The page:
Troy man killed

Published 12:00 am Tuesday, July 9, 2002

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On Monday, a Troy man became the fifth lightning-caused death in Alabama since the beginning of summer.

Family and friends gathered outside Edge Regional Medical Center to grieve for the man they had only spoken to hours before and seen just recently.

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Jason Carter, 18, of Troy, was struck by lightning about 12:20 p.m., according to information released by Chief Anthony Everage.

Cater had been cutting grass at Wiley Sander’s home when he, his stepfather and other employees took a lunch break.

Carter was walking toward the guardhouse when he passed a nearby tree just as it was hit by lightening, and the electricity from the bolt reached Carter, who was about 12 feet away from the tree.

"They were fixing to break to eat lunch. He had his hamburger in one hand and a drink in the other hand," said Benny Scarbrough, public information officer for the TPD.

"Somehow it traveled and struck him. He never knew what hit him," he said.

No one saw the strike, but Scarbrough said the lightning could have either struck the tree and deflected, hitting Carter, or possibly traveled through the ground to strike Carter.

"One of the gentlemen

(also working there) heard it and saw the young boy fall to the ground," Scarbrough said.

Two other employees administered CPR until Haynes Ambulance arrived on the scene.

Carter was pronounced dead later at Edge Regional Medical Center.

Those who knew him described him as being helpful and pleasant.

"He was a real outgoing guy and everybody liked him. You never heard a bad thing about anybody come out of his mouth," said Jonathan Jarman, of Troy, who used to work with Carter.

In past three weeks, an 8-year-old girl from Montgomery was struck and killed by lightning and three children died in a Marion County house fire started by a lightning strike.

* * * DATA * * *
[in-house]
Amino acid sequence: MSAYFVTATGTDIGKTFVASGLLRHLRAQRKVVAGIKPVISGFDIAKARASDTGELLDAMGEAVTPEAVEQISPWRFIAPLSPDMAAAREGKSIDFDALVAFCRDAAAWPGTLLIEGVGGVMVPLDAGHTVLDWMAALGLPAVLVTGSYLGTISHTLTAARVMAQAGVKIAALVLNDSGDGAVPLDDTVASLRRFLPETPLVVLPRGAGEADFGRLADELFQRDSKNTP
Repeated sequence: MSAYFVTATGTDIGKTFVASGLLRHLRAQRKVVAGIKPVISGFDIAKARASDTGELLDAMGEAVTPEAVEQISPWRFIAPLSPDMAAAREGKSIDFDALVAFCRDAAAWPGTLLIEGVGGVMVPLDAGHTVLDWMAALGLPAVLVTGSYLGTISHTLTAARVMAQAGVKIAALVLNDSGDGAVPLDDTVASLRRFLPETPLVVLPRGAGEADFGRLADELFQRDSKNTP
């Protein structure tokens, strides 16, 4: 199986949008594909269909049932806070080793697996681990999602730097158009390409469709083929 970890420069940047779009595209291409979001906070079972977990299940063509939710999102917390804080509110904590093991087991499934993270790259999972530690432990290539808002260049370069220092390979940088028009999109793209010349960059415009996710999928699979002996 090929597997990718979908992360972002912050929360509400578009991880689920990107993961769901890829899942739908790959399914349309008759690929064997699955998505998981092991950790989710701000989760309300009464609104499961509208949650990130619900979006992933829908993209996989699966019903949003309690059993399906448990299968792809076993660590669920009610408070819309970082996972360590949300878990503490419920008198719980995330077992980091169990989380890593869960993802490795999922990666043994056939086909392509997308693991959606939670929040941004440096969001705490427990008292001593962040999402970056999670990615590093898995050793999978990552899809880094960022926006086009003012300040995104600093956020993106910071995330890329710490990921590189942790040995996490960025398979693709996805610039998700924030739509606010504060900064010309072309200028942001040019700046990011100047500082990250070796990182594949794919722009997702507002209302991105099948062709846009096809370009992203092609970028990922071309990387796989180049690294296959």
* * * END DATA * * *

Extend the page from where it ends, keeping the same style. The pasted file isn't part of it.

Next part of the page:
If it was not only halfway through summer, the number might not seem as staggering, experts said.

However, the prime season for lightning strikes is between May and September, and it is only the beginning of July.

"I don’t know if this is the largest [death toll], but it is certainly right up there, and we’re only halfway through the summer," said meteorologist Brian Peters with the National Weather Service in Birmingham.

The so-called season is so because many people are enjoying the summertime by spending time outdoors.

"A lot of people are outside doing outside things, and that makes us more susceptible to lightning," Peters said.

Lightening is a powerful electrical charge that disrupts the body’s electrical system by disturbing the heartbeat and the electrical charges to the brain.

"The doctors I have talked to have told that it’s a lot like being affected by the electrical paddles used on the medical television shows. Lightning basically disrupts the heart, and that’s usually what kills the person," Peters said.

Lightening usually passes through the body and the burn marks are made where it enters and leaves the body.

"The best advice I can give people is to take lightning seriously and not to believe the old wives tale about how if there’s no rain then there’s no threat. You can still get struck by lightning," Peters said.

The NWS also suggests that people listen to their bodies, which can sometimes feel a tingle when the chemistry is right for lightning.

Although there is no guarantee for how much time a person has to get away, it is at least a warning. "If people feel a tingle, we usually suggest that they stay on the balls of their feet instead of lying flat on the ground. You don’t want to lie flat, but you want to be the smallest thing possibly by crouching," Peters said.

The NWS reminds people not to be the highest point when lightning is possible, because lightning is attracted to tall objects.

"You don’t want to be the highest thing and you don’t want to stand under the tallest thing. It’s also a good idea to stay away from any pathway that lightning could follow, such as a metal fence," Peters said.

The NWS also advises people not to be in a lake or even in a boat on a lake, because being in a boat would make the occupant the highest point. The same goes for farm equipment.